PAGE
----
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Solar Power Empowers The Poor (Video Interview)

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Getting back on the wagon and sharing the many video interviews I recorded in Abu Dhabi, below is another one. This one is with Richenda van Leeuwen of the UN Foundation, one of my new favorite people.

Richenda is Executive Director, Energy and Climate, Energy Access Initiative team, and also a CleanTechnica subscriber! She is also on the Zayed Future Energy Prize Selection Committee, on the board of SELCO India, and has just been doing awesome things for years.

I’d rather you just watch the video interview, but I know some of you avoid videos like the plague, so below the video is a quick summary of what we discussed.


 

Bringing Sustainable, Clean Energy To The Developing World

The first thing we discussed was SELCO India, one of the world’s premier social enterprises. Since 1995, SELCO has been bringing sustainable energy solutions to the poor. This includes solar PV panels as well as “solar-powered indoor & outdoor home lighting; solar-powered street lights; solar thermal hot water heaters; solar inverter systems related to appliances like ceiling fans, TVs, music systems, sewing machines, and computers; and more.” But it has been bringing these technologies to rural corners of the developing world not as a charity but as a profitable company. As Richenda notes, one of the key points co-founder Dr Harish Hande has “always said” is that “renewable energy services have been counted as too expensive for the rich in the US and other developed countries in the OECD, but in fact they’ve been the most affordable type of energy services for the poor.

She also highlighted that SELCO is very innovative and “always looking for new approaches, new products, new ways to bring these services to different populations, to help people do their work more effectively….”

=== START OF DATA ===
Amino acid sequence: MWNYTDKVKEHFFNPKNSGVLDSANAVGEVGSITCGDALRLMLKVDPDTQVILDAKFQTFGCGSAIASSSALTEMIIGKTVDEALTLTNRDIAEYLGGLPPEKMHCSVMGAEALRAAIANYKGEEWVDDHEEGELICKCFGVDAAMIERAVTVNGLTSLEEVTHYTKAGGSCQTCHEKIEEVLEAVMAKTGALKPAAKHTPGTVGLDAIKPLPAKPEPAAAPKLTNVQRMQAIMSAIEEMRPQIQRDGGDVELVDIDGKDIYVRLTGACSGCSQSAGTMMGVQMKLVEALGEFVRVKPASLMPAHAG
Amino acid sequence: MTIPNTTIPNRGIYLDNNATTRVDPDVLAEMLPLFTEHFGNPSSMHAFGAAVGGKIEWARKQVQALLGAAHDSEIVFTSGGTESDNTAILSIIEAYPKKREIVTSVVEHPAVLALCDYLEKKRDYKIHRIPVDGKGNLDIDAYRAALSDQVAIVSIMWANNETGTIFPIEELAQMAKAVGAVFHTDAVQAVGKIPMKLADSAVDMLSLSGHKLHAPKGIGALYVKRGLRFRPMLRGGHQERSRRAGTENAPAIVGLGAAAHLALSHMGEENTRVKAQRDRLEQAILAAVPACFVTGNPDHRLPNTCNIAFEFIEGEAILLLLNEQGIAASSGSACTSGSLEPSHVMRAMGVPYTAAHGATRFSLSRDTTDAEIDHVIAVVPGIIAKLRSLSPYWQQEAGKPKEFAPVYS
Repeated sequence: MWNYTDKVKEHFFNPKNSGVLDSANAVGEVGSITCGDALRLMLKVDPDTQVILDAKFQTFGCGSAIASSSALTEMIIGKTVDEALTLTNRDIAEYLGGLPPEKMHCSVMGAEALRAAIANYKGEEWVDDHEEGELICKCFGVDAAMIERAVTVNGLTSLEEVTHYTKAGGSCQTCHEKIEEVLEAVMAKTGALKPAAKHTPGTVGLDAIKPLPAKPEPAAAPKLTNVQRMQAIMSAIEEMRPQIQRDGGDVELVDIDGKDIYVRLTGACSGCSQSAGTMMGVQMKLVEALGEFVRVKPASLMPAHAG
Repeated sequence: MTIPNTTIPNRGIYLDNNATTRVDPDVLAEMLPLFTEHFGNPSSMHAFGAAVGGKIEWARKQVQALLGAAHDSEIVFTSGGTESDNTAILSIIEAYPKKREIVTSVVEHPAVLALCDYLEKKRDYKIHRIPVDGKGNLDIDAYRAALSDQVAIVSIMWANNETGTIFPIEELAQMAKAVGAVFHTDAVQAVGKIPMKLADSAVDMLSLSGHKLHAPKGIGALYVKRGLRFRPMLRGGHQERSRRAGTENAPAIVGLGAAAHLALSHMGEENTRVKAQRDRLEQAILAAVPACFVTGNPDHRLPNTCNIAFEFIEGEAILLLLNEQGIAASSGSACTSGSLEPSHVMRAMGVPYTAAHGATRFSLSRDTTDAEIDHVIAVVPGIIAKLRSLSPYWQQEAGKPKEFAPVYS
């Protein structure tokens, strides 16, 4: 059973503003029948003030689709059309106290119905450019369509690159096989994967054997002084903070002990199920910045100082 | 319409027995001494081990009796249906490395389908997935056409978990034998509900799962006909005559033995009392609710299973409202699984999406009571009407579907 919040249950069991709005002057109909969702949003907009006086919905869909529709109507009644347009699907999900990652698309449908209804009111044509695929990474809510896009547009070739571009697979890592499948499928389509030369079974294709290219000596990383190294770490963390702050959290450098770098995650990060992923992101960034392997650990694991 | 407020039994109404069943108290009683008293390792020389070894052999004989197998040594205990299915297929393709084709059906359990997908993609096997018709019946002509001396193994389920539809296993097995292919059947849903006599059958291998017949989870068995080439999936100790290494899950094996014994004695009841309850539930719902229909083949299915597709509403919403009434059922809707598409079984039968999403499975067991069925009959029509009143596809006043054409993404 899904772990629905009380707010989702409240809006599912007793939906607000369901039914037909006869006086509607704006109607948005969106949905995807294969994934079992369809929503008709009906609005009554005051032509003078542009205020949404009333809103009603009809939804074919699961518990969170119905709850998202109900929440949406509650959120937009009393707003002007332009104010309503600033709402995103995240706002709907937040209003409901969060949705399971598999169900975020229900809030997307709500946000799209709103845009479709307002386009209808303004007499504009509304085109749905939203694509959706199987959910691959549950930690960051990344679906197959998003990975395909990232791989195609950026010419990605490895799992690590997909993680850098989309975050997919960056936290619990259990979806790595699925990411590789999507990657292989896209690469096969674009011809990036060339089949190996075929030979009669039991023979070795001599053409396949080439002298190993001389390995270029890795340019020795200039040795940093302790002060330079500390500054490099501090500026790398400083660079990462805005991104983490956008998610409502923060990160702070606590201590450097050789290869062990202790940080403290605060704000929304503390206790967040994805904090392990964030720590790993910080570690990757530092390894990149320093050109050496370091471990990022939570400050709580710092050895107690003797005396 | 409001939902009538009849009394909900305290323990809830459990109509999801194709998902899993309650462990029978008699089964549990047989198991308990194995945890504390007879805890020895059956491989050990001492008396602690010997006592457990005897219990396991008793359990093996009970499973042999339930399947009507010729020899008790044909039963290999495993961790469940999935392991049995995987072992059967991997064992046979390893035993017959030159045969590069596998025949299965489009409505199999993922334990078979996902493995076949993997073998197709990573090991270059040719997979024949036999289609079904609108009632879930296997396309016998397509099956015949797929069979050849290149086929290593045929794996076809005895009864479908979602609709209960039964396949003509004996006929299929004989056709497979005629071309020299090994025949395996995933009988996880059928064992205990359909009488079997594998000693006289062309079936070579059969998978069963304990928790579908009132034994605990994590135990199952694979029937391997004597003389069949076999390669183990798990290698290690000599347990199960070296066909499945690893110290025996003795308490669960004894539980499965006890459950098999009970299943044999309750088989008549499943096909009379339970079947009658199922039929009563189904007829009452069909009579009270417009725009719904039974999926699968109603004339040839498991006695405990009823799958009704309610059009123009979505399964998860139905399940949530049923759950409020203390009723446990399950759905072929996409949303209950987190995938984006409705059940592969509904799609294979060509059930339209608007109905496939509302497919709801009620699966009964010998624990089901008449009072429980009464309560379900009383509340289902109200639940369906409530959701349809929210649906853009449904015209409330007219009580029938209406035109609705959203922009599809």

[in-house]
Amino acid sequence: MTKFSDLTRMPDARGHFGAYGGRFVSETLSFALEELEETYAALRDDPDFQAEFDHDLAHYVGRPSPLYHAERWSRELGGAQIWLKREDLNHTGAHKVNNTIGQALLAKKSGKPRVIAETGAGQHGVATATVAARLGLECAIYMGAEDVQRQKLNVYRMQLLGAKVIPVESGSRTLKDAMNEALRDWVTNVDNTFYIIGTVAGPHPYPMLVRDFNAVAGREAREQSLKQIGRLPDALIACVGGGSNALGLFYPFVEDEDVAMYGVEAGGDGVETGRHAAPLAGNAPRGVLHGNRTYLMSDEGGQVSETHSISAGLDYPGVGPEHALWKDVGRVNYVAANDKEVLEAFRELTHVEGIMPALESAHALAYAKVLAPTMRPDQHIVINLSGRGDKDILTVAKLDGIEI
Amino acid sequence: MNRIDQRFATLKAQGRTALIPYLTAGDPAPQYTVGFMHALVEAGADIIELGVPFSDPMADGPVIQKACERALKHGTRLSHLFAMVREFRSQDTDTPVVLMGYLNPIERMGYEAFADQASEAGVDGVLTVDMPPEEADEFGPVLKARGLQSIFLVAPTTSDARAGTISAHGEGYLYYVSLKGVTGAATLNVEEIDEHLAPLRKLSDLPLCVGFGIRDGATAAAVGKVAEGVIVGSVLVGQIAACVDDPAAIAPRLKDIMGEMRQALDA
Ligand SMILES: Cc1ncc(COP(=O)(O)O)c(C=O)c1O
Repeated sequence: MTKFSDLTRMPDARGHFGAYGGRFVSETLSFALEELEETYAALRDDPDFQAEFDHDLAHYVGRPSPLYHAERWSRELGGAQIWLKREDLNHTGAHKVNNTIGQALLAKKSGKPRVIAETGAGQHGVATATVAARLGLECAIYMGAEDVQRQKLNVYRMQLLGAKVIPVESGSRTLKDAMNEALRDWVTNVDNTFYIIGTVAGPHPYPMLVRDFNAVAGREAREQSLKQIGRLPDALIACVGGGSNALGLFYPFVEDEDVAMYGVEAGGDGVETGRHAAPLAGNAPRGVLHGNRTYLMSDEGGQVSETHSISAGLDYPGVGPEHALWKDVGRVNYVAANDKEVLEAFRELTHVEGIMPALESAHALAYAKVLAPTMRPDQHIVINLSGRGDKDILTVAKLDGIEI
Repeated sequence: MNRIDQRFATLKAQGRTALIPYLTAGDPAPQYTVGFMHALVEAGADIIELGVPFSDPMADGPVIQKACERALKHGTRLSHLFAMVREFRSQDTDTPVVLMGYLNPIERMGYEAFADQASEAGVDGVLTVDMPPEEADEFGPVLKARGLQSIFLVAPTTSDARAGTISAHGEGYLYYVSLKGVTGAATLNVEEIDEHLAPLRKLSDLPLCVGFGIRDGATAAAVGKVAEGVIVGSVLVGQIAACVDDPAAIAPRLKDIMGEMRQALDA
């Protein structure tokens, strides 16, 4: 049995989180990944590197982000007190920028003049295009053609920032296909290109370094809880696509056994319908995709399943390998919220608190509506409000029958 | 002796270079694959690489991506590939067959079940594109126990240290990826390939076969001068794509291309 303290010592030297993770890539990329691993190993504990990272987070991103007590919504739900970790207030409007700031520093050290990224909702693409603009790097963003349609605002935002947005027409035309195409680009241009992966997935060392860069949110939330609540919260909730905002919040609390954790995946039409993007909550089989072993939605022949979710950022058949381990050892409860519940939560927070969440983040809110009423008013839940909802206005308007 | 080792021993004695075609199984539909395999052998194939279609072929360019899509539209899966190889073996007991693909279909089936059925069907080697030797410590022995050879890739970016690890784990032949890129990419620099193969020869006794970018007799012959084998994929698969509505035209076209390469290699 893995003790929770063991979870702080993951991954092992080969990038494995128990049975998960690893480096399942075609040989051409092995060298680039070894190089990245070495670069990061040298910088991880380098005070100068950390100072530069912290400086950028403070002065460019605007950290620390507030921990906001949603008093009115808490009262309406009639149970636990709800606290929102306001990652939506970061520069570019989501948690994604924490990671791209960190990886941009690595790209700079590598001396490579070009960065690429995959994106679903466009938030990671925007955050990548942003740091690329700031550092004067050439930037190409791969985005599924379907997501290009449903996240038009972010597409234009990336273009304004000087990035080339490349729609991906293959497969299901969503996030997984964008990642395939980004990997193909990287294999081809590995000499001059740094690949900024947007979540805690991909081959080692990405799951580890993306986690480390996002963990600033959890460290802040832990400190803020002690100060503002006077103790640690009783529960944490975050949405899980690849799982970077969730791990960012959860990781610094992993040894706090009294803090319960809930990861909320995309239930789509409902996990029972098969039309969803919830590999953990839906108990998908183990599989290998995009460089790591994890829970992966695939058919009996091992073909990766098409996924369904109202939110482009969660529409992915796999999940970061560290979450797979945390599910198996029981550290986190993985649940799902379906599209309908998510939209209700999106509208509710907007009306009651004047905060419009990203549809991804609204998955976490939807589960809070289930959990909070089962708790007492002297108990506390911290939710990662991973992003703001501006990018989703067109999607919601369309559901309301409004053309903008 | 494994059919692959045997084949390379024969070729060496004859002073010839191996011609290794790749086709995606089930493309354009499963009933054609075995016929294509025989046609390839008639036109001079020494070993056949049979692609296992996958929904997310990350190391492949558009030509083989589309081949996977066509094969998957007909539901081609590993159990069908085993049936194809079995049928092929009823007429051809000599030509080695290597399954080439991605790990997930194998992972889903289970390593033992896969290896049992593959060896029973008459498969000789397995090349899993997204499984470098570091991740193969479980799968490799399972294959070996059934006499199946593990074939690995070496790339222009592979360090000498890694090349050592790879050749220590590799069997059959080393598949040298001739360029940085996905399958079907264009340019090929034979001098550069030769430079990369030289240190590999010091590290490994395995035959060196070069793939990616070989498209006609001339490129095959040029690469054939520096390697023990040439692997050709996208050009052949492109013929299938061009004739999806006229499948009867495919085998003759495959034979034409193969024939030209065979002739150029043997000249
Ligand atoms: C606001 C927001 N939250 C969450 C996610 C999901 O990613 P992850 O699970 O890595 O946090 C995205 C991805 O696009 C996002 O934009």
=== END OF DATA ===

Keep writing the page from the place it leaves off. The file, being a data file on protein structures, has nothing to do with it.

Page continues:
SELCO is certainly no longer the only company bringing solar and other cleantech options to the developing world (there are hundreds or thousands of such companies) but it was an early leader and visionary. Richenda also mentioned M-KOPA, a wonderful young company in this field that won the 2015 Zayed Future Energy Prize in the SME category thanks to the innovative and effective way it is bringing solar to the developing world. It is companies like these that are best positioned to bring electricity to the 1.2 billion people lacking it.

Trickle Up

I noticed while looking into her background that Richenda was previously executive director of an organization called Trickle Up. Loving that term (as a response to the sketchy/myth-filled ideology of “trickle down economics“), I was curious to hear her talk about it a bit. I’d just encourage you listen to her and/or check out the Trickle Up website in order to learn more about it.

UN Climate Talks In Paris

Lastly, in this interview with Richenda (I had two), I asked her about her take on the upcoming UN climate talks in Paris. Again, I encourage you to listen, but if you want a summary, I already wrote about this portion of the interview alongside Al Gore’s response regarding the matter here: Al Gore Optimistic About Paris Climate Talks (Exclusive Videos).

 
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Zach is tryin' to help society help itself one word at a time. He spends most of his time here on CleanTechnica as its director, chief editor, and CEO. Zach is recognized globally as an electric vehicle, solar energy, and energy storage expert. He has presented about cleantech at conferences in India, the UAE, Ukraine, Poland, Germany, the Netherlands, the USA, Canada, and Curaçao. Zach has long-term investments in Tesla [TSLA], NIO [NIO], Xpeng [XPEV], Ford [F], ChargePoint [CHPT], Amazon [AMZN], Piedmont Lithium [PLL], Lithium Americas [LAC], Albemarle Corporation [ALB], Nouveau Monde Graphite [NMGRF], Talon Metals [TLOFF], Arclight Clean Transition Corp [ACTC], and Starbucks [SBUX]. But he does not offer (explicitly or implicitly) investment advice of any sort.

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